DEAR MR. MYERS: My brother lives in St. Augustine, Florida. He boasts that it was the first master-planned community in America, but I looked it up online and can’t confirm it. Can you?
ANSWER: Most historians agree that the lovely seaside town of St. Augustine (pop. 13,000) did indeed become the first master-planned community in North America when it was founded by the Spanish in 1565.
The fledgling town was laid out by following a document known as the “Law of the Indies,” a lengthy set of rules that the Spanish Crown issued to guide development and other issues in its American and Philippine possessions. A key tenet of the document mandated that a common area – the predecessor of the modern-day town plaza – be built in the center of the community so “there will always be sufficient space where the people may go to for recreation and take their cattle to pasture without them making any damage.”
The Law of the Indies also stated that the colonists “shall try as far as possible to have the buildings all of one type for the sake of the beauty of the town,” not unlike the architectural restrictions that many cities and independent homeowners association impose today. It also tended to group businesses such as slaughterhouse and tanneries, in more secluded areas where the rubbish and filth they produced could “easily be disposed of” – very much the way that most cities zone parts of their areas for industrial purposes during the modern era.
St. Augustine was routinely sacked by pirates during its first century of existence, and the city was rebuilt with the Law of the Indies after it was virtually burned to the ground by British armed forces in 1702. St. Augustine and the rest of the Sunshine State were ceded to the United States through the Adams-Onis Treaty of 1819, a pact often referred to as the “Florida Treaty” or “Transcontinental Treaty.”
REAL ESTATE TRIVIA: Researchers at the National League of Cities scoured public records and found that 10,866 U.S. thoroughfares are named either “2nd Street” or “Second Avenue.” That trumps the 9,898 that are called “1st Street,” in part because a city or town’s primary roads are instead called “Main” or “Broadway.”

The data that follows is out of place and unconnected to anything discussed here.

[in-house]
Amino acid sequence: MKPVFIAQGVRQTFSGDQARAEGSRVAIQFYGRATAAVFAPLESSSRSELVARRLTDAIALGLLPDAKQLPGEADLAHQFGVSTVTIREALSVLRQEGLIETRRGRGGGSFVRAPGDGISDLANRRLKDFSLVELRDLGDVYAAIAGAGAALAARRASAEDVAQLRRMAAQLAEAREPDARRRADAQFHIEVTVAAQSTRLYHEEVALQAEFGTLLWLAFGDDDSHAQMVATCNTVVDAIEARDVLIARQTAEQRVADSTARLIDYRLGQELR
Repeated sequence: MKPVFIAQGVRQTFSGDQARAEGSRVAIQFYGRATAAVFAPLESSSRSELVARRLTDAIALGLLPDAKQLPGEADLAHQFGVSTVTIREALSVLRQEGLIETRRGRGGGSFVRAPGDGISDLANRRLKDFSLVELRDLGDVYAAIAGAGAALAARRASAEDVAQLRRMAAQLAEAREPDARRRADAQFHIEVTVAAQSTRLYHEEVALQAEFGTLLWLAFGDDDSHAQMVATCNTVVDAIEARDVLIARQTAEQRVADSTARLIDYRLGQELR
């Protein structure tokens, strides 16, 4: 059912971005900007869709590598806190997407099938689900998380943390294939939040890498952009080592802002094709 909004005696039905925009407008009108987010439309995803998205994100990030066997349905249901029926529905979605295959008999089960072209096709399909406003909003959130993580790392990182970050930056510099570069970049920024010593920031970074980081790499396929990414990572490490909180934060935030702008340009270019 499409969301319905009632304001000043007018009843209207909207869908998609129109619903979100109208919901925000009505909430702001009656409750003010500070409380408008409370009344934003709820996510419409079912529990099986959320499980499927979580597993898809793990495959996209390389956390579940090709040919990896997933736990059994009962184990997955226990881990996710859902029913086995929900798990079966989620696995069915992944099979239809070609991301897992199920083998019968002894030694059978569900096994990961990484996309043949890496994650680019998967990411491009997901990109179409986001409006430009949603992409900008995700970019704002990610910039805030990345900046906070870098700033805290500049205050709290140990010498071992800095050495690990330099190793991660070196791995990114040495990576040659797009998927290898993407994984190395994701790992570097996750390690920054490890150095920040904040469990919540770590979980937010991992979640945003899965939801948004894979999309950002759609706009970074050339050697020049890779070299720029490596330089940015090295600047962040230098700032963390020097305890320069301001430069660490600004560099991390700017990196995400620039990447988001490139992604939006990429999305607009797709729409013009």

DEAR MR. MYERS: We hired a contractor to remodel our kitchen. He did only half the work before he filed for bankruptcy and skipped town. Can we deduct the $6,000 we paid him as a “casualty loss” on our income-tax return? How about the additional $5,000 we had to pay a second contractor to finish the job?
ANSWER: Sorry, but the answer to both of your questions is “no.”
Homeowners generally cannot take a tax write-off for shoddy workmanship or the subsequent cost of doing the job right. You conceivably could deduct the $6,000 you made to the first contractor as a “fraud loss,” but only if you could prove to the Internal Revenue Service that the wayward contractor intentionally set out to rip you off.
Though the combined $11,000 you paid likely won’t provide a hefty deduction on your upcoming tax return, you can add the entire amount to the cost-basis of your home to reduce or even eliminate any taxes you may owe on the profit when you eventually sell.
DEAR MR. MYERS: Is an actual cash value homeowners insurance policy the same as a replacement cost policy?
ANSWER: No. An actual cash value policy pays to replace only your home and possessions after a fire or other calamity – minus a deduction for depreciation – up to the limits of the policy itself. A replacement cost policy is more thorough, because it will pay to replace any items that were lost or stolen without any depreciation deductions.
To illustrate, let’s say a small fire destroyed your 3-year-old washing machine and dryer. If you had an actual cash value policy, the insurer would factor in the age of the appliances before cutting a check. The amount probably wouldn’t cover the entire cost of buying new ones.
If you had a replacement cost policy instead, the insurer would pay the entire cost of replacing the burned-up appliances with new ones of comparable quality. No depreciation deductions would cut into your reimbursement check.
Because replacement cost policies offer more protection, says a spokesperson for the nonprofit Insurance Information Institute (www.iii.org), they usually cost about 10 percent more than cash value policies.
David W. Myers’ column is distributed by Cowles Syndicate Inc.